If this all seems pretty muddled, well, it is. Nobody seems clear on the timeline, or who asked what when, and Mack seems to think he might still get back together with Leone, although admits that he needs to get onto the “water wagon” to do so -- in other words, stop drinking. The Salt Lake Tribune offered up an especially hurt letter from Leone, reading the following:

“I know just how you felt, but, oh, you could have spared me so much,” she wrote. “As it is, the shock has nearly floored me. When the lawyers sent me the papers from Salt Lake it nearly killed me.”

In the meanwhile, Leone’s mother went to the press, claiming that Mack has once threatened to kill her.

It simply got worse for Mack. Although Leone claimed to have filed for divorce in September in Omaha, the County Clerk denied any such filing taking place. Mack stuck by his guns, claiming he and Leone were long divorced, but that he now longed for his ex-wife. “‘Skiddles’ face has been before me almost constantly of late,” he told newspapers. “Skiddles” was, we are told, his nickname for Leone.

Skiddles, in the meanwhile, seemed to have no affection left for Mack. If there was no record of her September petition for divorce, well, it was easy enough to petition again. And this time, she did not hold back. As the World-Herald of October 26, 1912, reports it, in the text of the divorce filing Mack was “charged with being a habitual drunkard and a drug fiend …  He has also been guilty of extreme cruelty without using personal violence.”

The World-Herald continued: “She says that Mack’s conduct in drinking and swearing at her for more than two years past, has been such as to endanger her health and at all times almost unfitted her in a measure to carry out her work as an actress and leading woman in her chosen profession. She fears that he will carry out threats to injure her in person and reputation.”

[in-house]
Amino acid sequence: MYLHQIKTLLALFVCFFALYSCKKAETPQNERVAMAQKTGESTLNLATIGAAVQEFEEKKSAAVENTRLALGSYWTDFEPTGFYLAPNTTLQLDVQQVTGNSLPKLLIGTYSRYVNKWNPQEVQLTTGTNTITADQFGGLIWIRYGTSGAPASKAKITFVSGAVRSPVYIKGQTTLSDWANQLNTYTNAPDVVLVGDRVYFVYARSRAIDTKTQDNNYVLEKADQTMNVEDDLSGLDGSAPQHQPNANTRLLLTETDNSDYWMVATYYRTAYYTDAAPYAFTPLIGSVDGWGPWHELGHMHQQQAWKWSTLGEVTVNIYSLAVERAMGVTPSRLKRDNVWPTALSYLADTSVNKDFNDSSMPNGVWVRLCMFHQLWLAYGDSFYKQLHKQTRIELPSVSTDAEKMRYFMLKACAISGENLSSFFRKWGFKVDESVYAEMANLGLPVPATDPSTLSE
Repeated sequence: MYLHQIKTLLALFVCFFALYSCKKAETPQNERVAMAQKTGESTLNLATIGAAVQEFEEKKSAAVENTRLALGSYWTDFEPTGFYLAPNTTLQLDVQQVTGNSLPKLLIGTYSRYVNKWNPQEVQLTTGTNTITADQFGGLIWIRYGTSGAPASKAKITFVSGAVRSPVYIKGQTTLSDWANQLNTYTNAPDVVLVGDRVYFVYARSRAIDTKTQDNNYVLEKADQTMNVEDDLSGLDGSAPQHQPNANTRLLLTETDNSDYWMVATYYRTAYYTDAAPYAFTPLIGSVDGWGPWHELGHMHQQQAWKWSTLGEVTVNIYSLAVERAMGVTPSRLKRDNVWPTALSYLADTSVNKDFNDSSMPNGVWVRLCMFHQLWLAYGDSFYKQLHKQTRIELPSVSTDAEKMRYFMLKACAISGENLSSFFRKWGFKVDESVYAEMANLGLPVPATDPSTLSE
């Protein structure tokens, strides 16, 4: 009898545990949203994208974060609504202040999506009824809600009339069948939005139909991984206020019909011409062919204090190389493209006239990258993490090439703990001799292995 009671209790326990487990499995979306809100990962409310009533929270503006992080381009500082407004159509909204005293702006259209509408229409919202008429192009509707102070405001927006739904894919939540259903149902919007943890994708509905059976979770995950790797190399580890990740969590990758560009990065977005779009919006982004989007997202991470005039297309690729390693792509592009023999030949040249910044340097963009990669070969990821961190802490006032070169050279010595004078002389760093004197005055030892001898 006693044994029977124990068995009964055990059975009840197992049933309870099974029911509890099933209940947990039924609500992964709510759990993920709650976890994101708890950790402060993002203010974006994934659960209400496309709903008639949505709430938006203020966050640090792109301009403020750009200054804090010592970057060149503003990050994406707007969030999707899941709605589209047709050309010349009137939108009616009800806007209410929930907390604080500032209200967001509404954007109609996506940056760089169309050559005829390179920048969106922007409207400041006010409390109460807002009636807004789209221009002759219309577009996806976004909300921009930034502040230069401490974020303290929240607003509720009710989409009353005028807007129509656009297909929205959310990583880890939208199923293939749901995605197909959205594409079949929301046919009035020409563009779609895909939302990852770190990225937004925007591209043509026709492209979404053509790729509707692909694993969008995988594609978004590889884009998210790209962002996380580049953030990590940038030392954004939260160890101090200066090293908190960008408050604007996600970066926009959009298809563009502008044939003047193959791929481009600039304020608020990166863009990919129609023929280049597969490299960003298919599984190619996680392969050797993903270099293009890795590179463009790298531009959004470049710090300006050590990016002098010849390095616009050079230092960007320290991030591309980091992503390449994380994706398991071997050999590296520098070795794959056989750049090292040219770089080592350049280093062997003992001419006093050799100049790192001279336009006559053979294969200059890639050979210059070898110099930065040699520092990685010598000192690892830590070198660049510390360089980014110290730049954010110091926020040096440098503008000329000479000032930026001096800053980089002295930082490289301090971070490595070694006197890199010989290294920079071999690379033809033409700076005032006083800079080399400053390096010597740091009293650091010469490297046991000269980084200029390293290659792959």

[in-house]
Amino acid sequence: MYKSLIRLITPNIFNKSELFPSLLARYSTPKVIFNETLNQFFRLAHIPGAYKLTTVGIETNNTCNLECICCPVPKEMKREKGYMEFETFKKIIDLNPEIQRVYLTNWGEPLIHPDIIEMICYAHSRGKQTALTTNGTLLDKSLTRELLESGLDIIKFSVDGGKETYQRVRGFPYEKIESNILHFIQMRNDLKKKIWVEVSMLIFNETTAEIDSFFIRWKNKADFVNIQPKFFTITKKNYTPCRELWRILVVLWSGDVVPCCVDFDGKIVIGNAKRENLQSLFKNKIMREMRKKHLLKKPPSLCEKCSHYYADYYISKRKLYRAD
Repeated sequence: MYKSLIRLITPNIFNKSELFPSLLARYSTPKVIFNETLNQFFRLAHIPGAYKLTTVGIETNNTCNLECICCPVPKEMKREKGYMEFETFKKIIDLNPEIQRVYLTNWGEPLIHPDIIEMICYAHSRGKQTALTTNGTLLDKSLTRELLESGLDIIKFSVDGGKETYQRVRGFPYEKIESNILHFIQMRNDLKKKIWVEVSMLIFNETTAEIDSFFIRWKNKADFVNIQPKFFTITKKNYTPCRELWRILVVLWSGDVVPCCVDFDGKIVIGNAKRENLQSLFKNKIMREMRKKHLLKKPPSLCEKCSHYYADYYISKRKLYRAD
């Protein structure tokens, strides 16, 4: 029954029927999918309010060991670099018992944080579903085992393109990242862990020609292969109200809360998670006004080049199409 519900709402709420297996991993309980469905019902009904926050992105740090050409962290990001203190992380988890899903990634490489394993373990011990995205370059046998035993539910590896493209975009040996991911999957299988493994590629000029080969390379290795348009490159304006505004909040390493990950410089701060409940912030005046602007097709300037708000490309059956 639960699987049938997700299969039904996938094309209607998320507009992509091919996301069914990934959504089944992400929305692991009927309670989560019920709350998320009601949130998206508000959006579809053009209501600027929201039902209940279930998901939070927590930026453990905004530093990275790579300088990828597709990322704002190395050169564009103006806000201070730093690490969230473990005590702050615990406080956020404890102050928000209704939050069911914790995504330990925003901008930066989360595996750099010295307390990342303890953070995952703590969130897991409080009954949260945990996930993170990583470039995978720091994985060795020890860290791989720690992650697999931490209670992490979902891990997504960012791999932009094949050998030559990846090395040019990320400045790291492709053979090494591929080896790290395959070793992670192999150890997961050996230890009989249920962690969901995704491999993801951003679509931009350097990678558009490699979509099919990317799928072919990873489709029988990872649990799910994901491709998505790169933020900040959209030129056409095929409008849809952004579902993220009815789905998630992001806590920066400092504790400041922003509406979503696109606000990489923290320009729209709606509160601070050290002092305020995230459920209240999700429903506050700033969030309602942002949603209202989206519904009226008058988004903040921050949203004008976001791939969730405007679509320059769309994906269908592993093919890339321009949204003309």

AFTER THE DIVORCE


That cinched it. With Mack officially, if embarrassingly, divorced from Leone, he was free to marry Rimbaud. Mack and Leone’s careers ran parallel, and sometimes intersected, from that point on -- for instance, both were institutionalized in 1915 following nervous collapse, and Leone starred in several of Mack’s scripts. Leone’s career faltered and was ended by an accident in 1929 when she fell from a bus in Los Angeles, which rendered her an invalid and precipitated a decline that included hallucinations and delusions of persecution; she died in March of 1930.

Mack, in the meanwhile, continued to be successful in the world of theater while notably unsuccessful in the field of decency. He divorced Rimbaud in 1917; she charged him with repeated indiscretions with other women. He immediately married an actress/dancer named Pauline Frederick, who divorced him in 1919. He later married another woman,  Beatrice Banyard,  and she divorced him in 1924, citing his alcoholism. He agreed, speaking to the San Diego Union, saying “The rumor that I had gone crazy is all wrong. It’s ridiculous. I wasn’t loco. I was blind; stone blind. Someone sold me liquid blindness for whisky.”

In 1924, Mack almost literally went blind in one eye when he drank bootleg whiskey made from wood alcohol. He swore off alcohol after that. He died in 1934, and his death brought a last, unexpected gesture of affection. It was not from a wife, but instead from his male secretary, Edgar Mathews. Despondent over Mack’s death, Mathews attempted, and failed, suicide by slashing his wrists.

About the author

Max Sparber is a playwright and historian who lives in Omaha, Nebraska.